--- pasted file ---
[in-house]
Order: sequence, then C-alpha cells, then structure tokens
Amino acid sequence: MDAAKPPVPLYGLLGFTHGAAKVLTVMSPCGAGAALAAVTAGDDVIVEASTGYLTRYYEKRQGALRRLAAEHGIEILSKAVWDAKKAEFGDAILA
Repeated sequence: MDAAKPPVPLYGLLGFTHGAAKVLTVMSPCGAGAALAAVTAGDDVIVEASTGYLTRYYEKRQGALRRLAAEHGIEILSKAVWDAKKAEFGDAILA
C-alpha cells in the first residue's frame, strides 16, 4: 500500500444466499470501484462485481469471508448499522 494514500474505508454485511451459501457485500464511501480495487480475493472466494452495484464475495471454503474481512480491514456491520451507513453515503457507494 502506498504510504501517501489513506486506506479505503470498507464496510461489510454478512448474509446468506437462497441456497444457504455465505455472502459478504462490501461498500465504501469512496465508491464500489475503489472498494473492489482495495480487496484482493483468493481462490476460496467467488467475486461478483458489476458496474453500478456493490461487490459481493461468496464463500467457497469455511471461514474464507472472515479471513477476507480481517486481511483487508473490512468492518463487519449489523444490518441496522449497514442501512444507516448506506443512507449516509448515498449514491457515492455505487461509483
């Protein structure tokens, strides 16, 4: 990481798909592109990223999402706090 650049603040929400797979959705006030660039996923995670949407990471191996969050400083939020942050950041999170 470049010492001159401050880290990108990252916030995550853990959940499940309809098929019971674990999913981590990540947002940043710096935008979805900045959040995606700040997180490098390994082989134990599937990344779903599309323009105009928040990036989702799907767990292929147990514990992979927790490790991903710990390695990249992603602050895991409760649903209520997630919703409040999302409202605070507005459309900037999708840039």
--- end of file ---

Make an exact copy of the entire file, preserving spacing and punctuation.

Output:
[in-house]
Order: sequence, then C-alpha cells, then structure tokens
Amino acid sequence: MDAAKPPVPLYGLLGFTHGAAKVLTVMSPCGAGAALAAVTAGDDVIVEASTGYLTRYYEKRQGALRRLAAEHGIEILSKAVWDAKKAEFGDAILA
Repeated sequence: MDAAKPPVPLYGLLGFTHGAAKVLTVMSPCGAGAALAAVTAGDDVIVEASTGYLTRYYEKRQGALRRLAAEHGIEILSKAVWDAKKAEFGDAILA
C-alpha cells in the first residue's frame, strides 16, 4: 500500500444466499470501484462485481469471508448499522 494514500474505508454485511451459501457485500464511501480495487480475493472466494452495484464475495471454503474481512480491514456491520451507513453515503457507494 502506498504510504501517501489513506486506506479505503470498507464496510461489510454478512448474509446468506437462497441456497444457504455465505455472502459478504462490501461498500465504501469512496465508491464500489475503489472498494473492489482495495480487496484482493483468493481462490476460496467467488467475486461478483458489476458496474453500478456493490461487490459481493461468496464463500467457497469455511471461514474464507472472515479471513477476507480481517486481511483487508473490512468492518463487519449489523444490518441496522449497514442501512444507516448506506443512507449516509448515498449514491457515492455505487461509483
């Protein structure tokens, strides 16, 4: 990481798909592109990223999402706090 650049603040929400797979959705006030660039996923995670949407990471191996969050400083939020942050950041999170 470049010492001159401050880290990108990252916030995550853990959940499940309809098929019971674990999913981590990540947002940043710096935008979805900045959040995606700040997180490098390994082989134990599937990344779903599309323009105009928040990036989702799907767990292929147990514990992979927790490790991903710990390695990249992603602050895991409760649903209520997630919703409040999302409202605070507005459309900037999708840039």